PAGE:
The Iowa Freedom Summit & The Iowa Ag Summit, Jan. 2015 & March 2015 2 excerpts from Bolton
Speech to Conservative Political Action 2014 Conference, March 6-8, 2014 2 excerpts from Bolton
American Enterprise Institute, columns by John Bolton 17 excerpts from Bolton
National Review, columns and news articles by and about John Bolton 6 excerpts from Bolton

Source: See John Bolton's main page for full issue stances.


Iowa Democratic presidential debate: Jan. 14, 2020

Six candidates debate on eve of Iowa caucus

    Seventh Democratic primary debate, with six candidates, at Drake University in Des Moines, Iowa, on Jan. 14, three weeks before the Iowa caucuses. Three candidates withdrew after not qualifying for the debate (and will not participate in the Iowa caucuses):

  • Sen. Cory Booker withdrew on Jan. 13

  • Mayor Julian Castro withdrew on Jan. 2, and endorsed Sen. Elizabeth Warren on Jan. 6.

  • Marianne Williamson terminated her campaign on Jan. 3, and withdrew on Jan. 10.

    The rules of the Iowa caucuses are more complicated than typical presidential primaries:

  • Meeting places are set up by local Democratic Committees in over 1,600 locations across Iowa, one per town or one per precinct in larger cities.

  • Any registered Democrat can attend in their neighborhood, with or without a pre-commitment to any candidate, but there are no absentee ballots nor early voting (only those who attend can vote, except people with disabilities and military members abroad can participate by video).

  • Candidates' supporters make speeches to persuade the uncommitted voters, and then each candidate's supporters gather in one section of the room to be counted.

  • A preliminary count determines which candidates make a 15% minimum cutoff for "viability." Supporters of non-viable candidates can then move to another candidate's section for the final count.

  • National news media report the percentage of the caucus final tallies, which are only approximate, because national delegates are actually chosen over the course of two more events:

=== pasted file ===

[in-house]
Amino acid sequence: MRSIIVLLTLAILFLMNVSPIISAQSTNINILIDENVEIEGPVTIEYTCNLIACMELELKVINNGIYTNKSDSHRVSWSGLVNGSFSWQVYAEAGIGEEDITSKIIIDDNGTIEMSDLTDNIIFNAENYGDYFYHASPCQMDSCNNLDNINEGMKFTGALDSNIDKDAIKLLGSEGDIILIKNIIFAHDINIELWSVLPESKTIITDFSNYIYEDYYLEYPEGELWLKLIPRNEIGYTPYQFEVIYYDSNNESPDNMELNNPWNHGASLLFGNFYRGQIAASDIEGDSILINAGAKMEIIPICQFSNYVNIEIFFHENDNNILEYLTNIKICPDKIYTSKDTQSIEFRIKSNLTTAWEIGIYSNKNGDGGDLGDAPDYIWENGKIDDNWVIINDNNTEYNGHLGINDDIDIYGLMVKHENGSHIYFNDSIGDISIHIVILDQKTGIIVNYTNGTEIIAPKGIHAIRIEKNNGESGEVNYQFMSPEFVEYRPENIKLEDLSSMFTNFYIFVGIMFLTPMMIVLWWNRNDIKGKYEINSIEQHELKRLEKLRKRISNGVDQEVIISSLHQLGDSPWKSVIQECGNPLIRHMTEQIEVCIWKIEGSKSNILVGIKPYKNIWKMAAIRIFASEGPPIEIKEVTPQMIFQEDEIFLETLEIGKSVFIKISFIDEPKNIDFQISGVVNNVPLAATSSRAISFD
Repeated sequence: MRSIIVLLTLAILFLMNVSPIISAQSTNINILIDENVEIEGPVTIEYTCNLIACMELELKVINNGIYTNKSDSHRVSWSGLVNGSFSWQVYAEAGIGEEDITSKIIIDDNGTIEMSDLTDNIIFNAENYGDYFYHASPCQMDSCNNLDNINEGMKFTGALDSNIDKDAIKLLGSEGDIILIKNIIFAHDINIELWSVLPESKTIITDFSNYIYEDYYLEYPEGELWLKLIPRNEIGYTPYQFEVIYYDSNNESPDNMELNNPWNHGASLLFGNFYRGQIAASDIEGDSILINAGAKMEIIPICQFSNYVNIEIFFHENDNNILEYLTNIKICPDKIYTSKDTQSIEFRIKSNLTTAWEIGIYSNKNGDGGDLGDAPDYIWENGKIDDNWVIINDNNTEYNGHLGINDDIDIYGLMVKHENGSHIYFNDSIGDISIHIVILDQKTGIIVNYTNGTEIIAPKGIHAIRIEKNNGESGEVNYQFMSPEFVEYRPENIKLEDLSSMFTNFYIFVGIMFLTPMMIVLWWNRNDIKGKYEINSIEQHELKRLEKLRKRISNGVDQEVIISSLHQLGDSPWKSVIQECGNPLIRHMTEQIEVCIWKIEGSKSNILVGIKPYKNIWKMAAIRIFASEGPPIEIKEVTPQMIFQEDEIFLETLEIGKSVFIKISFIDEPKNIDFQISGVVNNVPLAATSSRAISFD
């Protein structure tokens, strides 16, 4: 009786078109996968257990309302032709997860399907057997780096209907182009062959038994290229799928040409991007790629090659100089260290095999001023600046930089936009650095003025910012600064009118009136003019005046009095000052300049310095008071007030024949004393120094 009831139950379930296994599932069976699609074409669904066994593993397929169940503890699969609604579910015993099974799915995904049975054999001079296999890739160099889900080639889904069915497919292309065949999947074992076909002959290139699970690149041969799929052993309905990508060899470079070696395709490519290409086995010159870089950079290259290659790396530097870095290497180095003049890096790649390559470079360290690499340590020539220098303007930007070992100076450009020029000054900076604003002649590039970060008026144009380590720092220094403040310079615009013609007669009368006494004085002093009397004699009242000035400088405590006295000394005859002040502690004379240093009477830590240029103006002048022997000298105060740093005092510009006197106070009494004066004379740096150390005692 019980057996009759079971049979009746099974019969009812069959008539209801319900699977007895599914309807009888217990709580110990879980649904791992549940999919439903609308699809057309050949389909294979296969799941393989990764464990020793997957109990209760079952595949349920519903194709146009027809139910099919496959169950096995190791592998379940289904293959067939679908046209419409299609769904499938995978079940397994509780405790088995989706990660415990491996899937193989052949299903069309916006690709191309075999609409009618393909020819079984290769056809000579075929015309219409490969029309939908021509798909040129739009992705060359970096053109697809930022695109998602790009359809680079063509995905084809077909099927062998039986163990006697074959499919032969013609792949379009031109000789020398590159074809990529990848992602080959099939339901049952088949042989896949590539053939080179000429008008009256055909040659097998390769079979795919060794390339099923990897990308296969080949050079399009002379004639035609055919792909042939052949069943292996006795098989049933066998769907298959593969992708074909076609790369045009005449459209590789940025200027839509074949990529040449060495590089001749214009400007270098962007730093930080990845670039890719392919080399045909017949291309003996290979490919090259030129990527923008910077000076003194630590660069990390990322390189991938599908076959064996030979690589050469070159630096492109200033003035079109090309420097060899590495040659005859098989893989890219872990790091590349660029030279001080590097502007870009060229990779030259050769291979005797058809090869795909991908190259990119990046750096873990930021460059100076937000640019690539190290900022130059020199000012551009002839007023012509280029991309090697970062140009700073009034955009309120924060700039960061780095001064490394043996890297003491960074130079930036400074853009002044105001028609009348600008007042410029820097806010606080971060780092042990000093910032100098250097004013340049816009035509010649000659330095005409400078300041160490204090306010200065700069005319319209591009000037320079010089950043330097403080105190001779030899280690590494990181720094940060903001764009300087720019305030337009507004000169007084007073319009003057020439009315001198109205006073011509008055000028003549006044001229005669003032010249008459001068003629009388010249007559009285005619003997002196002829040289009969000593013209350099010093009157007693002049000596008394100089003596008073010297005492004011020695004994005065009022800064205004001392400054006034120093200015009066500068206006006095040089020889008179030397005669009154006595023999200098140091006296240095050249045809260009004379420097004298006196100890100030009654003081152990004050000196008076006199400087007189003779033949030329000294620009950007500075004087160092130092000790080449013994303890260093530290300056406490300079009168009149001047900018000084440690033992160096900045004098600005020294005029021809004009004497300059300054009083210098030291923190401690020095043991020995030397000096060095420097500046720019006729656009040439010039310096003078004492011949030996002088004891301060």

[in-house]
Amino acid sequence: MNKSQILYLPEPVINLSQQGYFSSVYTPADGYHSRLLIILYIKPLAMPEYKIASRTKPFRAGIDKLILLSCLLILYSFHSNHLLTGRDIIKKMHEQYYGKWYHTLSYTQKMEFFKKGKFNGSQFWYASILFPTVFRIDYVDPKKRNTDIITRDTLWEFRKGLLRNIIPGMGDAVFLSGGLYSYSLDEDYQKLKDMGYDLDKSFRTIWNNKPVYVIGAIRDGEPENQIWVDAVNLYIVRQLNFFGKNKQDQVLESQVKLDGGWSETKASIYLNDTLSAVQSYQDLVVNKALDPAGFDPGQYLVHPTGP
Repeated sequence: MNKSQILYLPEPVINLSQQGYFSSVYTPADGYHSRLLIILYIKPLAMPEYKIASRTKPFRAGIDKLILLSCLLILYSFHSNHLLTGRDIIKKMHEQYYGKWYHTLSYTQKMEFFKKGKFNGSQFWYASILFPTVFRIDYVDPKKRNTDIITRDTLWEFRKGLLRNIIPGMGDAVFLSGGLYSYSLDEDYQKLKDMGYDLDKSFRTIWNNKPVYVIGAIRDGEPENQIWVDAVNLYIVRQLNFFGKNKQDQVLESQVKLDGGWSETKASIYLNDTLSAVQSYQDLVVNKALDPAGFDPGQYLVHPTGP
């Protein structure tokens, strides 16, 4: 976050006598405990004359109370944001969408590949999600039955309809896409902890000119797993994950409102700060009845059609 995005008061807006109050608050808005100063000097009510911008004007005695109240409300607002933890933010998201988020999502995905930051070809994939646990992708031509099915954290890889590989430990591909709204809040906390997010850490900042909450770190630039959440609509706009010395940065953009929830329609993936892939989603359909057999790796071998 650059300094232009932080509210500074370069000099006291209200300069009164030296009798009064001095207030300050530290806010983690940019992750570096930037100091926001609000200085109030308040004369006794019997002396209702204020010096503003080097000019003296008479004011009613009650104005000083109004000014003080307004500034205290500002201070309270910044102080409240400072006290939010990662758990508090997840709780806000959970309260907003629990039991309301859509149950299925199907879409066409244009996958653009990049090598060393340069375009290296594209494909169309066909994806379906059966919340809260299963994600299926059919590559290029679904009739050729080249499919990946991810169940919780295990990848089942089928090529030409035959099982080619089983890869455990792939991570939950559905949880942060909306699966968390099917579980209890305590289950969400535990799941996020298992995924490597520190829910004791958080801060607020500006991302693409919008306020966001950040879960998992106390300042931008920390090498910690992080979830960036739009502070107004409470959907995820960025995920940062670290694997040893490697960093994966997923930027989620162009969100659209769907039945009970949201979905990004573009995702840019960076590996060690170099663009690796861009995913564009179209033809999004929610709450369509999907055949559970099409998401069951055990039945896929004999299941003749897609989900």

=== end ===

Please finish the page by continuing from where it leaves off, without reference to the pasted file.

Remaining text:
• Caucus delegates are apportioned, based on the final count for each candidate in each local caucus, to attend a County Convention; Iowa has 99 counties.

  • The County Conventions will be held on March 21, and then a Statewide Convention on April 25, to elect 41 delegates to the Democratic National Convention where teh presidential nominee will be determined.

  • Iowa also will send 8 superdelegates to the National Convention; they are called "PLEO delegates" (Party Leaders and Elected Officials) and are members of Congress or Democratic National Committee members.

Source: See main debate page for full issue excerpts.


Cory Booker drops out: Jan. 13, 2020

On eve of pre-Iowa-caucus debate

    Senator Booker suspended his campaign after not making the cutoff for the January 14 debate in Iowa.


United: Thoughts on Finding Common Ground, by Cory Booker 29 excerpts from Booker
(including book review on main page).
The Prize, by Dale Russakoff 10 excerpts from Booker
(including book review on main page).
Promises Kept & Promises Broken, by Jesse Gordon 12 excerpts from Booker
November Primary Debate, in Atlanta, hosted by MSNBC 7 excerpts from Booker
September Primary Debate, hosted by ABC News and Univision 8 excerpts from Booker
July Primary Debate, in Detroit Michigan 10 excerpts from Booker
June Primary Debate, in Miami, Florida 11 excerpts from Booker
Democratic Primary excerpts, from outside of the debates 7 excerpts from Booker
LGBTQ Town Hall, hosted by CNN in Los Angeles 7 excerpts from Booker
2019 CNN Climate Crisis Town Hall, 7-hour marathon broadcast 9 excerpts from Booker